Health Canada is drafting a new anti-counterfeit strategy to crack down on the counterfeit pills that is causing a menace. The marketing of fake pharmaceutical drugs has become a major headache for the government agencies.
The fatal consequences of these counterfeit pills are immense. A woman from British Columbia is fatally poisoned by counterfeit anxiety pills she ordered over the Internet, four Ontario patients die after apparently consuming fake -- and ineffective -- heart drugs, while Quebec vendors are spotted selling knock-off Viagra at a flea market.
For Health Canada officials used to dealing with a "generally compliant industry," counterfeiting represents a novel kind of health issue, said Paul Duchesne, a department spokesman.
"Within the paradigm of counterfeiting, those responsible not only have deceitful intentions, but complete disregard for the regulatory system," he said. "This new paradigm will require training and collaboration."
The new strategy by the agency will have beefed-up enforcement, stronger ties with police and a public-education campaign. The federal agency is also planning to hold a conference of interested parties to discuss the threat when the plan is released this fall.
The situation in Canada is not as worrisome as in some parts of the developing countries where more than half the pharmaceutical medicines in the market are counterfeit. For example Israel has been ranked 10th on the list of countries counterfeiting pharmaceuticals. In Israel, there were 45 documented cases of the manufacture or distribution of such drugs last year.
If the situation is left unchecked in Canada it could blow out of proportion. "I think we do need to take action ? The quantity isn't large, but the consequences can be pretty severe," said Superintendent Ken Hansen, director of federal enforcement at the RCMP. "It's something you want to try to nip in the bud before it gets out of control."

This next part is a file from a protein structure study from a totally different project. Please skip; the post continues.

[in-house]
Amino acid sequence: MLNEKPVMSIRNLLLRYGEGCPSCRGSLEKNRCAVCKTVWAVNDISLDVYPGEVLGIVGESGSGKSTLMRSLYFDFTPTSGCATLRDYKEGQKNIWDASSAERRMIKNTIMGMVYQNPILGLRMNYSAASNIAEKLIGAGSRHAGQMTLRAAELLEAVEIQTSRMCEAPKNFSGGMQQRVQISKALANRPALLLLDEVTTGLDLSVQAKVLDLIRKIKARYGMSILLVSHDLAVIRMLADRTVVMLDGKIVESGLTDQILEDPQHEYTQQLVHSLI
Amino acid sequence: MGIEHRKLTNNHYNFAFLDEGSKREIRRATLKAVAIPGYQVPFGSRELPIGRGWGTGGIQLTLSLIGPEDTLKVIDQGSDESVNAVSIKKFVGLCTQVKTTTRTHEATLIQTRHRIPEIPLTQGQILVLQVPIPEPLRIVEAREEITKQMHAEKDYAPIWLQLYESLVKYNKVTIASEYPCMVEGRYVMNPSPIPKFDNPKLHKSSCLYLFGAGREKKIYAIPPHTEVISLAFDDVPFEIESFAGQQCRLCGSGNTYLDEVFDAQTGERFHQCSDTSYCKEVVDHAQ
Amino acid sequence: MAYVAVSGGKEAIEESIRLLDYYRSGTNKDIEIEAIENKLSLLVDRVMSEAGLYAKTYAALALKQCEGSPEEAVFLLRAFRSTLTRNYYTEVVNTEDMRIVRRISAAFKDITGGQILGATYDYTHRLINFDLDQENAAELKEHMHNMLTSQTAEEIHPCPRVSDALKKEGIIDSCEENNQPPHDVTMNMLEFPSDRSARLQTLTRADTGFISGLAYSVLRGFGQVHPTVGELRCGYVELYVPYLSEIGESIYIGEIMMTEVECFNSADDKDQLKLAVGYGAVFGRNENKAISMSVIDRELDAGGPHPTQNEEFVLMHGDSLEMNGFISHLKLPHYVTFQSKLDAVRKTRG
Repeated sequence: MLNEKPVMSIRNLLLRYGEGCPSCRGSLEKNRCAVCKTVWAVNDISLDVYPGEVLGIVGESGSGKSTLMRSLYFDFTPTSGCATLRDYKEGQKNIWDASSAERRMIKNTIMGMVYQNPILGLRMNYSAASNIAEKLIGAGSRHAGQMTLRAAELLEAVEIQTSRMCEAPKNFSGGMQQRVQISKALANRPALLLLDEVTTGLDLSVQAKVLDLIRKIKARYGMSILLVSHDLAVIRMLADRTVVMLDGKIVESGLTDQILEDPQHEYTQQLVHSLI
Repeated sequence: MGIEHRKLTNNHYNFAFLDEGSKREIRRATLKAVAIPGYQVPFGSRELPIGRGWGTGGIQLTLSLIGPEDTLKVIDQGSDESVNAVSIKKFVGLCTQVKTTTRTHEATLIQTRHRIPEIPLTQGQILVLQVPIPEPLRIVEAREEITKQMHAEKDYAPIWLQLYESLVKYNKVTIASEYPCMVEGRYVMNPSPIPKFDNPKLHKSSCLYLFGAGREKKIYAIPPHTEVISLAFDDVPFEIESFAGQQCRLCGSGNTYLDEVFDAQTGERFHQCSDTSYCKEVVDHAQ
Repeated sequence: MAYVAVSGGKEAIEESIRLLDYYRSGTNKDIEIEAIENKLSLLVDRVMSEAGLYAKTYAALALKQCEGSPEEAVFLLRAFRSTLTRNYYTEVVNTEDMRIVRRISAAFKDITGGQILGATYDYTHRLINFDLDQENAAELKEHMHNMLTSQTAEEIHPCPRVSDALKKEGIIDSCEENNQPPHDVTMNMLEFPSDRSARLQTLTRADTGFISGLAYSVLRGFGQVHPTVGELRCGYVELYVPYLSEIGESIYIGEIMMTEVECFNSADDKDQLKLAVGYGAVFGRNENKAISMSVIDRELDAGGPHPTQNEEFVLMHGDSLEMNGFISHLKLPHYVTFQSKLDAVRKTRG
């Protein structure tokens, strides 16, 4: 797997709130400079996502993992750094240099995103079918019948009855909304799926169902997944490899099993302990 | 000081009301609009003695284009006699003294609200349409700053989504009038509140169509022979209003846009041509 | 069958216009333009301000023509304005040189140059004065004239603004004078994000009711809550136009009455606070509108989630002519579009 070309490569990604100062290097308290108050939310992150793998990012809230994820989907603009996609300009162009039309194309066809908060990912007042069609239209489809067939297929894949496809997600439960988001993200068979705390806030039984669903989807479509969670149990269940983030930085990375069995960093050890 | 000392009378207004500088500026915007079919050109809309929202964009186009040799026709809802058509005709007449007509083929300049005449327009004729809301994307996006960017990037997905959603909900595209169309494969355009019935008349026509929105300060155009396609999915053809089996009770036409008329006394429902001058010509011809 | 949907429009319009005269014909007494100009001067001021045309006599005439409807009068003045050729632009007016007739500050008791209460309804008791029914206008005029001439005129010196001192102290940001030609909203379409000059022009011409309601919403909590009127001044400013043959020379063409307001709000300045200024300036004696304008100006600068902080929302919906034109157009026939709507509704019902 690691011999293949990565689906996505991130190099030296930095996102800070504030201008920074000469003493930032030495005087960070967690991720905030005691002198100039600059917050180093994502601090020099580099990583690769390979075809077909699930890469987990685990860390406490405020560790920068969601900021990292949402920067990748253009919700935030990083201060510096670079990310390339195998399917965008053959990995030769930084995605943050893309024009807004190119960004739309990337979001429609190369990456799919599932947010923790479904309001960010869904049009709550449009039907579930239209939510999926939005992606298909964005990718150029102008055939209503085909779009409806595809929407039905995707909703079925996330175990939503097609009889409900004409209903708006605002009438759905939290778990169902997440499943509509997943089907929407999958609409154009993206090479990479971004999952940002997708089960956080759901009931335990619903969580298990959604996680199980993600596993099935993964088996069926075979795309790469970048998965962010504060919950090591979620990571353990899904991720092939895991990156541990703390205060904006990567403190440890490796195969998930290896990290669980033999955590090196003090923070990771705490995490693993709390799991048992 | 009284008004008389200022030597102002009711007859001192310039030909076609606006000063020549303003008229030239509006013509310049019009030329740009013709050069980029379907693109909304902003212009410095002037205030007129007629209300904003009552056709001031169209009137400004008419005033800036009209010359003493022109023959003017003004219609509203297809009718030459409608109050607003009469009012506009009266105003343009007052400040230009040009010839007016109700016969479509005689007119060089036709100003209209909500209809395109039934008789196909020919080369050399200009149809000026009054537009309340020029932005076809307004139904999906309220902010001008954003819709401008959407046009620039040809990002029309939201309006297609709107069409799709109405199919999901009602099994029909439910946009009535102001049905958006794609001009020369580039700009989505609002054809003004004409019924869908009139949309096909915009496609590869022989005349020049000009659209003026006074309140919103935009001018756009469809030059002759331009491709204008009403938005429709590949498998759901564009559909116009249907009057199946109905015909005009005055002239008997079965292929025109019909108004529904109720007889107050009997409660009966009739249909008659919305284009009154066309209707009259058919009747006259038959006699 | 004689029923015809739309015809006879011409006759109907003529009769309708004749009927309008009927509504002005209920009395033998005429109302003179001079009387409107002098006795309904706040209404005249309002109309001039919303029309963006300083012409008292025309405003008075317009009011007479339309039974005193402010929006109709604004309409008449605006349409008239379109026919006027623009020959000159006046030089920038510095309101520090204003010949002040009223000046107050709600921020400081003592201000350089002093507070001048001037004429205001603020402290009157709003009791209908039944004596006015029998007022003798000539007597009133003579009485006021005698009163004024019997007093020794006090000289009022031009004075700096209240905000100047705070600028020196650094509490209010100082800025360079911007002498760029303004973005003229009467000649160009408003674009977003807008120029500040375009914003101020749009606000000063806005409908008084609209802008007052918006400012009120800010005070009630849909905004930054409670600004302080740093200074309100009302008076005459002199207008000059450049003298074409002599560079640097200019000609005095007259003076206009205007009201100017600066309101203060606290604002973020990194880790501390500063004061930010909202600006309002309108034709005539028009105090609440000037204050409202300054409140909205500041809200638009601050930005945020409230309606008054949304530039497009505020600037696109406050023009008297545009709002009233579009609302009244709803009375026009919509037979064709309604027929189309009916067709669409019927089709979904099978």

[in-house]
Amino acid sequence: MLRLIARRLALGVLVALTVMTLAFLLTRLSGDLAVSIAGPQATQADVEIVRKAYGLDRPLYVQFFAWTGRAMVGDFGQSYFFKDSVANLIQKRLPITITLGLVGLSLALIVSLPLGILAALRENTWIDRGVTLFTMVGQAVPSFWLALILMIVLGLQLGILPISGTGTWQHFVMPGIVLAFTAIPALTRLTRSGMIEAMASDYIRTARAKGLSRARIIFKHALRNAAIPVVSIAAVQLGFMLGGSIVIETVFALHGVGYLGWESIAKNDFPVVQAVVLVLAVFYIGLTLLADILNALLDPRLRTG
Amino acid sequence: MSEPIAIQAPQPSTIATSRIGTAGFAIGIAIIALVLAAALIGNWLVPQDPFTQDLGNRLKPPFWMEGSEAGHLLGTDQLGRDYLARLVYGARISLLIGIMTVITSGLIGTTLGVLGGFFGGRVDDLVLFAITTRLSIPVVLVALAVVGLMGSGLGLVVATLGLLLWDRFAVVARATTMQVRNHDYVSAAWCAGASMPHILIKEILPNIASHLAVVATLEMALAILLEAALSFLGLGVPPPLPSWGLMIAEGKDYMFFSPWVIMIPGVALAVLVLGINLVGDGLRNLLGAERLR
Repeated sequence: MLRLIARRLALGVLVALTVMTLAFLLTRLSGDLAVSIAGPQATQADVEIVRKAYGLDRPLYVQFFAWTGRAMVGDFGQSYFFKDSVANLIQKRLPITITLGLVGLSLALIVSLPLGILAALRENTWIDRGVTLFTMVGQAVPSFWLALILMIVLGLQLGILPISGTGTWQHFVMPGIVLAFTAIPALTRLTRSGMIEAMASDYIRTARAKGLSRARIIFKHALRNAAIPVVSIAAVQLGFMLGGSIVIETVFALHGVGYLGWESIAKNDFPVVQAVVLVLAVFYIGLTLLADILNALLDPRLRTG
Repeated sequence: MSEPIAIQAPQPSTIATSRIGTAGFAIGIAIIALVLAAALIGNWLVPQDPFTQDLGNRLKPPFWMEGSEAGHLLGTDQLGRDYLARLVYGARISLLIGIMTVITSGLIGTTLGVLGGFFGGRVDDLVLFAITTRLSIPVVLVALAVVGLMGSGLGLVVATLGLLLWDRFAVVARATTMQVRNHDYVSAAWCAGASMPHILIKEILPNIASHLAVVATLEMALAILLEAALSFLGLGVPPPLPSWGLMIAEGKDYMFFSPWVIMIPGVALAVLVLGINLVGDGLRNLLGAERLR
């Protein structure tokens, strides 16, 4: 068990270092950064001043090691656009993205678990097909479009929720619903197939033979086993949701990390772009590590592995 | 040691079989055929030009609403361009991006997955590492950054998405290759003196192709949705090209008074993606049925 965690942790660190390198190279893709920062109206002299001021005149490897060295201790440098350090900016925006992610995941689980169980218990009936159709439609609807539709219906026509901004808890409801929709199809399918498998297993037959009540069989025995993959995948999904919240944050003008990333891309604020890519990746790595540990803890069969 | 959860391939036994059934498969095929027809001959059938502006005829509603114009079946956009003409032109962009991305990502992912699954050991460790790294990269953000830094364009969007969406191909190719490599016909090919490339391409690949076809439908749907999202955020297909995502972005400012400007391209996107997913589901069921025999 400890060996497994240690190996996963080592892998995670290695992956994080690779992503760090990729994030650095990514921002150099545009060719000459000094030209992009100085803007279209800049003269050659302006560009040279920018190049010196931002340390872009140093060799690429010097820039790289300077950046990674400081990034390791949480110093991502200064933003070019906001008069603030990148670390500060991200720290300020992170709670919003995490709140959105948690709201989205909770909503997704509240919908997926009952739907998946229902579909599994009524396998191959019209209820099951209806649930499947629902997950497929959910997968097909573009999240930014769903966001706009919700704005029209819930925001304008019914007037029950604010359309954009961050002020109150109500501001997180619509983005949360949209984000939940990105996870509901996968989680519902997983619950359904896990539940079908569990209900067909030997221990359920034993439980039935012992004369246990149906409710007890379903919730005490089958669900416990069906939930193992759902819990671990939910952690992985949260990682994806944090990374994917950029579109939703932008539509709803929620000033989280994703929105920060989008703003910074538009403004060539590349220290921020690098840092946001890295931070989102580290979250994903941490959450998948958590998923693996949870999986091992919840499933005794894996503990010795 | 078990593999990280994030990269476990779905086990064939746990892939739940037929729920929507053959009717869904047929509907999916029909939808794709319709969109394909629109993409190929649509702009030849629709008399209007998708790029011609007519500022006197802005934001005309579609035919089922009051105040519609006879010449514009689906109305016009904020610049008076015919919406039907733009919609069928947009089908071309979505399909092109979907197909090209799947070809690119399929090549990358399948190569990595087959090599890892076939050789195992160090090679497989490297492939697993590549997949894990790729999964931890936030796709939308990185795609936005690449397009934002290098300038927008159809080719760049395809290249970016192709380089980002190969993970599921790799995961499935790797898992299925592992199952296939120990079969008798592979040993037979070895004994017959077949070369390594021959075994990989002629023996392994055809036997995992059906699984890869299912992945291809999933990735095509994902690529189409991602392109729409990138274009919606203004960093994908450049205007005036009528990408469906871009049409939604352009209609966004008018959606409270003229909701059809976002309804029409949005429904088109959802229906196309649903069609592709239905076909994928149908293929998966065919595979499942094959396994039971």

Canada's system of licensed, store-front pharmacies is still fairly safe, thanks to a tight regulatory system and a relatively small number of middlemen that makes slipping counterfeits into the supply chain difficult, experts say.
Counterfeit drugs have emerged globally as a major problem in the last five years, with one U.S. organization predicting that worldwide sales could reach $75-billion by 2010. Criminally minded counterfeiters can make copies of expensive pills cheaply, sell them cheaply and earn a healthy profit.
Of lately these fake drugs have been circulating in the Canadian health market through unregulated Internet sites and even, in less common cases, at those licensed, real pharmacies.
Internet drug sites selling counterfeit medication are a complex and emerging health care problem," coroner Kerry Clarke warned in her report.
A pharmacy in Hamilton, Ont., was charged with fraud after selling fake versions of Norvasc, a heart drug, containing only talc.
The recent case involved Marcia Ann Bergeron, a 58-year-old Vancouver Island resident who died this year after taking counterfeit drugs she had ordered from a Web site has made the health officials sit up and take charge of the situation.